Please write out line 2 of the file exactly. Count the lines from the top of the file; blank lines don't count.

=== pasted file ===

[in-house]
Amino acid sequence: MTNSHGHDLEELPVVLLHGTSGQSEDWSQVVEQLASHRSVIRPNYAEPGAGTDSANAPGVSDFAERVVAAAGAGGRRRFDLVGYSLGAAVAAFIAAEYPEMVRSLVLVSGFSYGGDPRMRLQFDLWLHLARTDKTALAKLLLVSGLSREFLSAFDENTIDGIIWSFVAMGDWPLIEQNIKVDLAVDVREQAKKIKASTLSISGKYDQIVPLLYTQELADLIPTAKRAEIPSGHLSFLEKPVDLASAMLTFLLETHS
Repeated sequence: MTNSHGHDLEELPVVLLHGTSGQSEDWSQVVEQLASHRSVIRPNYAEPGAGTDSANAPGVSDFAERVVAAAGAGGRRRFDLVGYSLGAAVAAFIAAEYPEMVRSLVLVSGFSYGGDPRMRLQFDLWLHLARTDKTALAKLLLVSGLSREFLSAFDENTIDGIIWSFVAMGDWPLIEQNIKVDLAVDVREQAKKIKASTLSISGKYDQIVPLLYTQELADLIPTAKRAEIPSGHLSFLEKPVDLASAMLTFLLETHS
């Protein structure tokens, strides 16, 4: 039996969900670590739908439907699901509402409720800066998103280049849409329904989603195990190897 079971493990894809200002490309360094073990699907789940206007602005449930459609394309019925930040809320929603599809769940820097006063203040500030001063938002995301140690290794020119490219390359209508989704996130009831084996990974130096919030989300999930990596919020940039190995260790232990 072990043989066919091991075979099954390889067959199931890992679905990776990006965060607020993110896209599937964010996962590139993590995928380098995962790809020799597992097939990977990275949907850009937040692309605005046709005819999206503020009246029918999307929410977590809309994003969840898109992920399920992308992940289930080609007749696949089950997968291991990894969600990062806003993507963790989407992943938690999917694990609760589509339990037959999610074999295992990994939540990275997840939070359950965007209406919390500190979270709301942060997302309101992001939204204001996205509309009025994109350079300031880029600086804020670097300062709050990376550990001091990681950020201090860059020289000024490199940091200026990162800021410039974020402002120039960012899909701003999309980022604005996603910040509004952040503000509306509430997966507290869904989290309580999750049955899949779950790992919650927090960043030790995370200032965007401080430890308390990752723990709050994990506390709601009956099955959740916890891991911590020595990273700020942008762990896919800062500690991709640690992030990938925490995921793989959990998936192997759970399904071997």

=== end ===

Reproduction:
Amino acid sequence: MTNSHGHDLEELPVVLLHGTSGQSEDWSQVVEQLASHRSVIRPNYAEPGAGTDSANAPGVSDFAERVVAAAGAGGRRRFDLVGYSLGAAVAAFIAAEYPEMVRSLVLVSGFSYGGDPRMRLQFDLWLHLARTDKTALAKLLLVSGLSREFLSAFDENTIDGIIWSFVAMGDWPLIEQNIKVDLAVDVREQAKKIKASTLSISGKYDQIVPLLYTQELADLIPTAKRAEIPSGHLSFLEKPVDLASAMLTFLLETHS